Supply growth has been the dominant headline for the New York City lodging market over the past decade. The number of hotel rooms in the city increased from 66,000 in 2007 to 99,000 in 2018, a 50% increase in inventory.
Although the federal government remains the dominant influence in Washington, D.C., a diverse array of industries and institutions have contributed to and supported the growth and expansion of the region.
With average rates declining by 1.5% in 2015 and on track to drop at more than double that pace in 2016, the New York City lodging market has received a lot of negative press of late. Between the significant increase in supply and the lackluster average rate performance, the once golden market is now viewed as tarnished.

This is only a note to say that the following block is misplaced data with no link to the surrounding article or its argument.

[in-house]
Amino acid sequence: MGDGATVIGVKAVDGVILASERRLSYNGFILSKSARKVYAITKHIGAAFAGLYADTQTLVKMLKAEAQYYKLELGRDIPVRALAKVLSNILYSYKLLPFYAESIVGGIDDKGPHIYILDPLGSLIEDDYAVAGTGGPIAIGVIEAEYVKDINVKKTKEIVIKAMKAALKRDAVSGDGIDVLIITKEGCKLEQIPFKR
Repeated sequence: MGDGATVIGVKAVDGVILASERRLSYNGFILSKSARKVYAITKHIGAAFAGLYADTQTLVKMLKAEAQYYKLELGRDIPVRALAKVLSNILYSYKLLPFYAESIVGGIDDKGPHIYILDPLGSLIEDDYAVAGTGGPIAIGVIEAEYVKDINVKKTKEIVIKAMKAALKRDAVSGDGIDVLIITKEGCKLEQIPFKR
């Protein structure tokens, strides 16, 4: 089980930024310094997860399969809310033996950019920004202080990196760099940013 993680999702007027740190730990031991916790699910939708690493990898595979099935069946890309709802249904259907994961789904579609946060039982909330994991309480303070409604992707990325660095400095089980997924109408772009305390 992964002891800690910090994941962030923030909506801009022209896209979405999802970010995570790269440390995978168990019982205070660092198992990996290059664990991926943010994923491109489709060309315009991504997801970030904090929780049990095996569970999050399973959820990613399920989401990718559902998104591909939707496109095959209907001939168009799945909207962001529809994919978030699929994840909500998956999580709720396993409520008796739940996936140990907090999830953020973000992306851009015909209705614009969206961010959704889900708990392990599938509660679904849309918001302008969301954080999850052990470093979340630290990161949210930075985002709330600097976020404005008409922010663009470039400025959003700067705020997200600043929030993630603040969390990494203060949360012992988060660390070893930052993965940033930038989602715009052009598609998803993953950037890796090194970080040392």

The outlook for 2010 is for strong demand growth, and the industry is expected to regain stabilized levels of operation by 2014. Hotel values are also improving, fueled by both stronger fundamentals and improving investment market conditions.
A review of the differentials in capitalization rates based on location and property type over a ten year period. If HVS maintained an “FAQ” list, “Where are cap rates today?” would be at the top of the list, followed closely by “What is the right cap rate for this hotel?” Not only is there no good answer to these questions, the correct response is actually a series of other questions, starting with “What net income are you capping?” and “How is that net income expected to change in the future?” and continuing on from there.